If you have already seen our Facebook posts you will know how much we loved Albania, even to the extent that we had to extend our Albanian motor insurance!
We really enjoyed the challenge of, for the first time in a long time, travelling through somewhere new and very different to what we are used to. The language was completely beyond us; we do usually try to have a few words for wherever we go, and we didn’t really get beyond hello – përshëndetje for those interested, but English was widely spoken and the people we met were generous, welcoming and friendly.
Albania is a country of so many contrasts; on the road there is every type of vehicle from horse drawn carts to high end Mercedes and Porsches, houses range from small shacks to modern square concrete blocks, and you can buy from roadside family run stalls selling their own produce, or in large supermarkets. The mountain scenery is beautiful, if you can ignore the rubbish and stray animals, and there is history everywhere dating from the Illyrians to the Ancient Greeks to the recent Communist era.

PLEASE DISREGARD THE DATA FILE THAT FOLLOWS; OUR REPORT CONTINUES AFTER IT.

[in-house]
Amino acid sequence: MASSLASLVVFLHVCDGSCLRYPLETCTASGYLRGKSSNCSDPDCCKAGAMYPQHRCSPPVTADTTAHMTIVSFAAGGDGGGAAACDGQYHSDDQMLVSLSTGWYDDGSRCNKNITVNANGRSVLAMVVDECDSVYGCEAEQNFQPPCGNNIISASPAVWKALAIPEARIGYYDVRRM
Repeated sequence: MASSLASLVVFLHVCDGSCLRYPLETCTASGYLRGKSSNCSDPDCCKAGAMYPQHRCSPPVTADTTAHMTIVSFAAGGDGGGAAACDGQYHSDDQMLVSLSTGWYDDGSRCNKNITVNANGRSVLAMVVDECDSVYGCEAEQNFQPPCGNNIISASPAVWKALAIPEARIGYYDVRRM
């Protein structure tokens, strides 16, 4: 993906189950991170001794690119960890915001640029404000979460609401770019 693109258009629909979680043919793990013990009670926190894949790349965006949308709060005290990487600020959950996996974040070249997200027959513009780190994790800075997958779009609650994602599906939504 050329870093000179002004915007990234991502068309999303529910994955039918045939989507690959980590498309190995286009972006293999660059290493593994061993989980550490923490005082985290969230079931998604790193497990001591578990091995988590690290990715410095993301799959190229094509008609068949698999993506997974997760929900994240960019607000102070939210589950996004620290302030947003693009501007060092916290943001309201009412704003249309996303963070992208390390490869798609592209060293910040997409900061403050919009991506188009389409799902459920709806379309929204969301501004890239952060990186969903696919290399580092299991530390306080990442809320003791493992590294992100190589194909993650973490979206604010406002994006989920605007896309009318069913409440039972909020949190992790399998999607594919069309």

Driving needs to be experienced to be believed and the rule of the road seems to be just find a gap and go for it! Our advice for driving through Tirana, especially on a Sunday, is avoid it if you can . Our UK insurance didn’t cover Albania so we had to buy a third party policy at the border which cost €49 for 15 days (the only period seemingly available) and we were able to buy another at a Western Union office once it became apparent we’d be staying longer than 15 days.
We didn’t struggle to find campsites and whilst they were often basic, they were clean and had everything we needed. Wifi is usually available but flakey at times. We bought a local Vodafone SIM which could be topped up as needed – 100GB of data in total (yes we use a lot!) cost about £40. We were also able to use some of our Montenegro bundle under a West Balkans arrangement.